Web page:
A New Era in Locks

In 1979 a British band called The Buggles released the song, “Video Killed the Radio Star,” and it has since been re-made multiple times and remains popular to this day.   An upbeat song from a rhythmic standpoint, the actual lyrics are sad -- they speak of dreams cut short by a change in technology, the migration from radio to video, and ultimately the passing of an era.      

A parallel can be drawn to today's access control market where mechanical locks are being replaced by electronic locks.   This technological shift is most noticeable in commercial settings, especially large-scale offices where electronic access control is becoming the norm, but it also is extending to automobiles and even homes.   However, for security dealers and integrators, this isn't something to get sad about.   It's an opportunity to make access control more convenient, more efficient and more profitable.    

“When dealers and integrators look at electronic access control, they need to look at it from the door out,” said Andy Geremia , product manager, Schlage Electronics, Ingersoll Rand Security Technologies, Colorado Springs , Colo. “We all need to be especially cognizant that a user might need a mechanical lock today but require a basic standalone electronic locking solution in the future.”

Looking at the big picture, Geremia urged dealers to approach access control with an eye to the future, allowing customers to later add credentials such as proximity or smart cards, video integration or even a networked system deploying both wired and wireless access. “Users need an easy migration path from one technology to the next and that's what dealers and integrators should implement from the get-go,” he explained. “It will keep them in good stead with their customers by showing them how they are able to expand customers' present systems instead of pulling out the old to install the new.”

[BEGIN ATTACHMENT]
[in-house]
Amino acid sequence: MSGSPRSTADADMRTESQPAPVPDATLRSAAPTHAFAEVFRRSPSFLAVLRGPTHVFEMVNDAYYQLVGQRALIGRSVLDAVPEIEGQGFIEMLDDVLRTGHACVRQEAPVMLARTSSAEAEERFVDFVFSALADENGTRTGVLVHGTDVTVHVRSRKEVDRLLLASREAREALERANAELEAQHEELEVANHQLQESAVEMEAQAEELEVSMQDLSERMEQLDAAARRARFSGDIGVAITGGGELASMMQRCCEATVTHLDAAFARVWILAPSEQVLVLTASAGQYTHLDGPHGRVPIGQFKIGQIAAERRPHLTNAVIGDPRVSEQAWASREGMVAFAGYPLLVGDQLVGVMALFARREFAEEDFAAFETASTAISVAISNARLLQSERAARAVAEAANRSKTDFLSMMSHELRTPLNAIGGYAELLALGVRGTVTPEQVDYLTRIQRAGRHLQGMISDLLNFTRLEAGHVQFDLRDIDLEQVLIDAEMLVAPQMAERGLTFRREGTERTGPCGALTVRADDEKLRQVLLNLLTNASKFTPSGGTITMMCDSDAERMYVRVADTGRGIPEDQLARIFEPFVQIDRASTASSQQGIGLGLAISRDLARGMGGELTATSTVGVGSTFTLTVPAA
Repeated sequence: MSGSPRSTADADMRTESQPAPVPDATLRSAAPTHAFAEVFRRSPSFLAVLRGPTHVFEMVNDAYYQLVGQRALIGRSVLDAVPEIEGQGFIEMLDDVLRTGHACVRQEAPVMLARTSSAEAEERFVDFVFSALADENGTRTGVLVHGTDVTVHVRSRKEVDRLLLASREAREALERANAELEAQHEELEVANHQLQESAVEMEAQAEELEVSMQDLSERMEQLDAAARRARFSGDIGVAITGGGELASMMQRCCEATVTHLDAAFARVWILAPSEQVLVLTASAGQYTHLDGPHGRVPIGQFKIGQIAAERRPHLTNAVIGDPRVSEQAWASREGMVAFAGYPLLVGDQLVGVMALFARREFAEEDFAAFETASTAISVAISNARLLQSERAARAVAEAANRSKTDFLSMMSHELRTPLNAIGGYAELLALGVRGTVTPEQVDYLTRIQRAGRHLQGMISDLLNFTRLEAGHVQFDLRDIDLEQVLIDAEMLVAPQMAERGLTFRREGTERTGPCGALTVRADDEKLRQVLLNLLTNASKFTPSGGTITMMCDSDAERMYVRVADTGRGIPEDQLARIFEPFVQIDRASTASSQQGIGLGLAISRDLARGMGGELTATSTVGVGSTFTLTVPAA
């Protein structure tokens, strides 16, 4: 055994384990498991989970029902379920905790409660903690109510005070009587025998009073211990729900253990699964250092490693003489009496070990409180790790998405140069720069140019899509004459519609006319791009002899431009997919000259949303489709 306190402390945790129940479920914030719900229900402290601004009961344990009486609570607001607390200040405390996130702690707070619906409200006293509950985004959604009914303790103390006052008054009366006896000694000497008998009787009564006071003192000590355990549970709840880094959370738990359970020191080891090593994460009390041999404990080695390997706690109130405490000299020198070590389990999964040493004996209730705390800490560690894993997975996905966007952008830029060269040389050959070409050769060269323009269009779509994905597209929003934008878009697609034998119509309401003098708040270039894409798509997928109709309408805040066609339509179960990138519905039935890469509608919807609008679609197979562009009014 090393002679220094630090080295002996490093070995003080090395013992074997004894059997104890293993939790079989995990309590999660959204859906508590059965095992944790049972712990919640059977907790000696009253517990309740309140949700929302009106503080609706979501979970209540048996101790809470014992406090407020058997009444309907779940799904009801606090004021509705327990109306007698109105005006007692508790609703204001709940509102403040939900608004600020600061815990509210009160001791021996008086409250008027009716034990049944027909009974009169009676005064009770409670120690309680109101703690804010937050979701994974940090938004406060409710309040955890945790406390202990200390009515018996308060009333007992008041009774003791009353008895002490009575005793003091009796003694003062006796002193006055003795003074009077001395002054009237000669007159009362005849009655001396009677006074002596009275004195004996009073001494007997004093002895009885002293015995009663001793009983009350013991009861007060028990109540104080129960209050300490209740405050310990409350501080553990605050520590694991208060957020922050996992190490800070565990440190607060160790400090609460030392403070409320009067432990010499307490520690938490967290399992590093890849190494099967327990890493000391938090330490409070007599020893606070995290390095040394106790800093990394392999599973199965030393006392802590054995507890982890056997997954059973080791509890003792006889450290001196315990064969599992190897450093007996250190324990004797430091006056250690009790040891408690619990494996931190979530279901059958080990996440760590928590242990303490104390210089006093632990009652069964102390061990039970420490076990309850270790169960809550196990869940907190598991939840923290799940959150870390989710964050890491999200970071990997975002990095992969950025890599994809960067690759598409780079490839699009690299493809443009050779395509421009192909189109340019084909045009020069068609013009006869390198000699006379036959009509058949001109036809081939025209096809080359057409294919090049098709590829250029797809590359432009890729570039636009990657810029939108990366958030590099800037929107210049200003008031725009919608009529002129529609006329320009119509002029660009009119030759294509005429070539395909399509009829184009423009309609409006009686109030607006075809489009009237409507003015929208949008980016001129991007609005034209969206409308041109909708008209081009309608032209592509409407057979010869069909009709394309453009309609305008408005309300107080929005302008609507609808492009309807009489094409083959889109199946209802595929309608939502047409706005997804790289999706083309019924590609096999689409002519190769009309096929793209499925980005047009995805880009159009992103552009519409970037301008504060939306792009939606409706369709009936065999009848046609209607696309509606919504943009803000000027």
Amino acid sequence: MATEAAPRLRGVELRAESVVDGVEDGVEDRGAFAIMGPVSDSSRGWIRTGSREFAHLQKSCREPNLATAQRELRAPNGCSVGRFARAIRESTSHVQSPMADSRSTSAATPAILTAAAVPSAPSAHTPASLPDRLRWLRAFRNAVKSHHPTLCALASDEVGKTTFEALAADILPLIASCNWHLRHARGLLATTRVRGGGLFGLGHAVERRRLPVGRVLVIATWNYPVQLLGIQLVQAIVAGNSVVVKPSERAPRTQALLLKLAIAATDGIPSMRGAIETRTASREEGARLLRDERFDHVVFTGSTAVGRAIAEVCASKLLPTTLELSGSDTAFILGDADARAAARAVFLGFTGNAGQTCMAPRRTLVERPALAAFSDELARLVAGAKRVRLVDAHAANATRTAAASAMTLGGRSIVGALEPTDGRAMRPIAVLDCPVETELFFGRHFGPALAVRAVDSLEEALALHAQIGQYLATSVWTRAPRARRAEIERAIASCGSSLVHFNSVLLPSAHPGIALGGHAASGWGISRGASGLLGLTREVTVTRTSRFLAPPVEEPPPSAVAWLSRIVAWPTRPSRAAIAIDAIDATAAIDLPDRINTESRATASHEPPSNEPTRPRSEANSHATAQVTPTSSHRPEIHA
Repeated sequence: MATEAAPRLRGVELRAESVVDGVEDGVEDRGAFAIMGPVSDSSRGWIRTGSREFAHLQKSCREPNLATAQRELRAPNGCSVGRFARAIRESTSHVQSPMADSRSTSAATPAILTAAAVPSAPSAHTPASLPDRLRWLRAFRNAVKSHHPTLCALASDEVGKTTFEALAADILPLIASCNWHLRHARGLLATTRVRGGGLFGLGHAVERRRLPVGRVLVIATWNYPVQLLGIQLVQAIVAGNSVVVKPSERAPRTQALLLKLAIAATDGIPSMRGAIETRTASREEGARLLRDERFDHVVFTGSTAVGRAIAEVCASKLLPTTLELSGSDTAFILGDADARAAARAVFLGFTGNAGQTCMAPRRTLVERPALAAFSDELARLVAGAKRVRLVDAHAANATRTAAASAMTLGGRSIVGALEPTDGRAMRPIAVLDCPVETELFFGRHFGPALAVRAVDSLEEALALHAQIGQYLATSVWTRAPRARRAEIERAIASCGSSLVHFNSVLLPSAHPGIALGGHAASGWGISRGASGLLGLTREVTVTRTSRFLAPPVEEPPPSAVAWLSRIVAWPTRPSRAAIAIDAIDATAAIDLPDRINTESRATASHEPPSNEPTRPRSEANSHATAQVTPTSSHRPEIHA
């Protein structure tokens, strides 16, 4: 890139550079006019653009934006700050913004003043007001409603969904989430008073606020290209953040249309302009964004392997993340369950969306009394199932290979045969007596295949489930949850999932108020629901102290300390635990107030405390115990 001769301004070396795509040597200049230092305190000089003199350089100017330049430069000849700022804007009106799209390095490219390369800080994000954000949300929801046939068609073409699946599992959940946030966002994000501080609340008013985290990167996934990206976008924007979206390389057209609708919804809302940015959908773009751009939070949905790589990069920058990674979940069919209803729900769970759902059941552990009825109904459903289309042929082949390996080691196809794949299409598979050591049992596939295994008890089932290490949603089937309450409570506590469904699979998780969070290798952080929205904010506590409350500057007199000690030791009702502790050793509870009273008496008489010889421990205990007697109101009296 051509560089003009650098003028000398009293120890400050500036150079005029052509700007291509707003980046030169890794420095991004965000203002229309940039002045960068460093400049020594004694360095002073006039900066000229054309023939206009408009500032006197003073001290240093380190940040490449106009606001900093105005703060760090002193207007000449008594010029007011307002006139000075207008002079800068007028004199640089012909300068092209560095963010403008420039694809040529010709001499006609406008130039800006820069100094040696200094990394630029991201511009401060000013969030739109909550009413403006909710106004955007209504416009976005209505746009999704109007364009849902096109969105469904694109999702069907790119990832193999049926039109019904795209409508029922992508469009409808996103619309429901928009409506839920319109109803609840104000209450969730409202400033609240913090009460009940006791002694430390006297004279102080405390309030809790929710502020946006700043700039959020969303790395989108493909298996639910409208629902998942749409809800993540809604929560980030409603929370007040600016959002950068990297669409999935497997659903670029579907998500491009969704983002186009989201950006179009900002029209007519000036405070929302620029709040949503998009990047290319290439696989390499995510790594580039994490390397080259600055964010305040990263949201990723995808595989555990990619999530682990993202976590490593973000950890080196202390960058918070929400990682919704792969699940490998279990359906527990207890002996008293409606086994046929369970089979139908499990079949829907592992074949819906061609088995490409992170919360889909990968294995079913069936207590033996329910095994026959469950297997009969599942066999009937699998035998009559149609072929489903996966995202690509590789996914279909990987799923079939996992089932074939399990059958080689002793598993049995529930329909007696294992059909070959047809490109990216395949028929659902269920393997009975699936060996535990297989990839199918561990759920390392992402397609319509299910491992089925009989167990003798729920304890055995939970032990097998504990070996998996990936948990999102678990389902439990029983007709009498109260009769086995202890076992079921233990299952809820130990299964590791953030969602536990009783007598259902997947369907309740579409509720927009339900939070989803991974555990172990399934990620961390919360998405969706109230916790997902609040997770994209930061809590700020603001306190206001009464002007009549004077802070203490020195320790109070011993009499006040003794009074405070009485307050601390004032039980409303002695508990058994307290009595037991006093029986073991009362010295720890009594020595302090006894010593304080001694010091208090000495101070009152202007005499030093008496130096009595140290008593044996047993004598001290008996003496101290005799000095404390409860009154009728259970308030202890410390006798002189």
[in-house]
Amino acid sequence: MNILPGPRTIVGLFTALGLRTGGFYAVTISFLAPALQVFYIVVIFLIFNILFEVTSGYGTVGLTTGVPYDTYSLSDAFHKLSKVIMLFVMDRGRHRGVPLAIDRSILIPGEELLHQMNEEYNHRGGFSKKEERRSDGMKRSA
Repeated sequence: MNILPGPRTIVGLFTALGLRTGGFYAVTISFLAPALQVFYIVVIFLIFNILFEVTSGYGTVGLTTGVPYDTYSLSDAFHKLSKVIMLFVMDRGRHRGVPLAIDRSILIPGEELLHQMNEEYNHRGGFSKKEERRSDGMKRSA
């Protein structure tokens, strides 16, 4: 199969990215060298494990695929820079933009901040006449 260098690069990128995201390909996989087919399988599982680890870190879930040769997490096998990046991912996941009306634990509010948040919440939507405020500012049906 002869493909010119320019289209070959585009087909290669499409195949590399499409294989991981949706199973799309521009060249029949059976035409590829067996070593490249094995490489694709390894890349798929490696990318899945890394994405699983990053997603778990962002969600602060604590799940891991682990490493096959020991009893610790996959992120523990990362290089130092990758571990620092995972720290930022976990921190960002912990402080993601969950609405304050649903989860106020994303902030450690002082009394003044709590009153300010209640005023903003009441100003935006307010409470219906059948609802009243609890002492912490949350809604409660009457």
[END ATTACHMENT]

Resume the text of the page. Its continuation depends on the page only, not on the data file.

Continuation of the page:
Electronic locks are changing

Electronic locks are becoming smaller, more power-efficient, easily integrated with network solutions and in some cases simpler to install and maintain. As such, electronic locks are being deployed for a wider variety of installations.

“Electronic locks are becoming significantly more sophisticated in terms of capability and small size,” said Joseph Kingma, director of Business Development, e-Cylinders, ASSA ABLOY Retrofit Security Solutions, Medeco Security Locks Inc., Salem, Va. “ These improvements add value to dealers in terms of enabling them to offer a more robust access package to meet end-user needs and reduce the overall installation liability that can result from door and frame modifications.”

According to Martin Huddart, vice president, Electronic Access Control, ASSA ABLOY Door Security Solutions, New Haven, Conn., electronic locks represent one of the most lucrative segments of the access control market.  “Due to lower costs of processors and memory, electronic locks give end users many alternatives to traditional mechanical locks, and now even mechanical cylinders, for managing who has access to the opening and at what time.”  

Huddart added that many high-end locks have been introduced that communicate with a networked access control system (Wiegand /RS 485 connections, wireless connections and direct Power over Ethernet).  “These locks have converged multiple devices into a single component that saves time and money for the installer,” he noted. “The dealer who understands how to use these products to secure more openings for the end user's budget will gain more loyalty and make more profit.”

 

Convergence continues